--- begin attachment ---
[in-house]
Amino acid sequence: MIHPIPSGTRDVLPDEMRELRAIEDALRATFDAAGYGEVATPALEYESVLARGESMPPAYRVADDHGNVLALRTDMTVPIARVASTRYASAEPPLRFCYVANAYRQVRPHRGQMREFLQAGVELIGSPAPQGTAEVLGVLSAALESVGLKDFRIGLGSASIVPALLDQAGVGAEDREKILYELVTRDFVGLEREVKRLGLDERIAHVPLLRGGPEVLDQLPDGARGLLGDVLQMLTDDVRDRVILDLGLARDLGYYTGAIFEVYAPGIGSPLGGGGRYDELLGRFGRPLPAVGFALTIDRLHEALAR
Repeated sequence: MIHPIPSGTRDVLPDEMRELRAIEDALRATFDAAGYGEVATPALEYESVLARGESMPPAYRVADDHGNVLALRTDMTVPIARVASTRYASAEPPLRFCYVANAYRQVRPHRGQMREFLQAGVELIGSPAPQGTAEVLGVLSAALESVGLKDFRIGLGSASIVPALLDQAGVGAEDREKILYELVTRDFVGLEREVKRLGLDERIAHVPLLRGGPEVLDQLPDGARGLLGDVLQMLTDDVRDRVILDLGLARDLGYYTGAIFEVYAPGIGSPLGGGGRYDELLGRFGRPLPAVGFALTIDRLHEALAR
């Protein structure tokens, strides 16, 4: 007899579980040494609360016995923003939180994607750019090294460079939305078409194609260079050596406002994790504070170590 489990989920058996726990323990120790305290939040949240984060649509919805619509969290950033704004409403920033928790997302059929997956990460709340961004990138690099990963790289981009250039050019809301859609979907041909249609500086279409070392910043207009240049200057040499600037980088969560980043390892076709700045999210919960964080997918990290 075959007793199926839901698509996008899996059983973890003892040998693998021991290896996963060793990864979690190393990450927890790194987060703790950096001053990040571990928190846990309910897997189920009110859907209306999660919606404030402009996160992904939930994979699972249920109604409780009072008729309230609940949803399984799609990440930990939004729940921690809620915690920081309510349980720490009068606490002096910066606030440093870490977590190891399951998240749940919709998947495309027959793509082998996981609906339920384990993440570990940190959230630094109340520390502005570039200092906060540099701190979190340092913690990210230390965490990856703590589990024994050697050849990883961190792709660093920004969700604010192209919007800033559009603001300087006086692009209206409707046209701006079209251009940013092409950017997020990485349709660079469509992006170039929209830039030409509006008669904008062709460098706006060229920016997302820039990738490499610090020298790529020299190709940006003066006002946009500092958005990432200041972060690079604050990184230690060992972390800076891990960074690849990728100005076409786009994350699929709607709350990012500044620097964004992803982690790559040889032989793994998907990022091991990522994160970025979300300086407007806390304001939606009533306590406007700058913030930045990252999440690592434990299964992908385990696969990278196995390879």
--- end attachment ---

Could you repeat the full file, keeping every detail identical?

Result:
[in-house]
Amino acid sequence: MIHPIPSGTRDVLPDEMRELRAIEDALRATFDAAGYGEVATPALEYESVLARGESMPPAYRVADDHGNVLALRTDMTVPIARVASTRYASAEPPLRFCYVANAYRQVRPHRGQMREFLQAGVELIGSPAPQGTAEVLGVLSAALESVGLKDFRIGLGSASIVPALLDQAGVGAEDREKILYELVTRDFVGLEREVKRLGLDERIAHVPLLRGGPEVLDQLPDGARGLLGDVLQMLTDDVRDRVILDLGLARDLGYYTGAIFEVYAPGIGSPLGGGGRYDELLGRFGRPLPAVGFALTIDRLHEALAR
Repeated sequence: MIHPIPSGTRDVLPDEMRELRAIEDALRATFDAAGYGEVATPALEYESVLARGESMPPAYRVADDHGNVLALRTDMTVPIARVASTRYASAEPPLRFCYVANAYRQVRPHRGQMREFLQAGVELIGSPAPQGTAEVLGVLSAALESVGLKDFRIGLGSASIVPALLDQAGVGAEDREKILYELVTRDFVGLEREVKRLGLDERIAHVPLLRGGPEVLDQLPDGARGLLGDVLQMLTDDVRDRVILDLGLARDLGYYTGAIFEVYAPGIGSPLGGGGRYDELLGRFGRPLPAVGFALTIDRLHEALAR
């Protein structure tokens, strides 16, 4: 007899579980040494609360016995923003939180994607750019090294460079939305078409194609260079050596406002994790504070170590 489990989920058996726990323990120790305290939040949240984060649509919805619509969290950033704004409403920033928790997302059929997956990460709340961004990138690099990963790289981009250039050019809301859609979907041909249609500086279409070392910043207009240049200057040499600037980088969560980043390892076709700045999210919960964080997918990290 075959007793199926839901698509996008899996059983973890003892040998693998021991290896996963060793990864979690190393990450927890790194987060703790950096001053990040571990928190846990309910897997189920009110859907209306999660919606404030402009996160992904939930994979699972249920109604409780009072008729309230609940949803399984799609990440930990939004729940921690809620915690920081309510349980720490009068606490002096910066606030440093870490977590190891399951998240749940919709998947495309027959793509082998996981609906339920384990993440570990940190959230630094109340520390502005570039200092906060540099701190979190340092913690990210230390965490990856703590589990024994050697050849990883961190792709660093920004969700604010192209919007800033559009603001300087006086692009209206409707046209701006079209251009940013092409950017997020990485349709660079469509992006170039929209830039030409509006008669904008062709460098706006060229920016997302820039990738490499610090020298790529020299190709940006003066006002946009500092958005990432200041972060690079604050990184230690060992972390800076891990960074690849990728100005076409786009994350699929709607709350990012500044620097964004992803982690790559040889032989793994998907990022091991990522994160970025979300300086407007806390304001939606009533306590406007700058913030930045990252999440690592434990299964992908385990696969990278196995390879």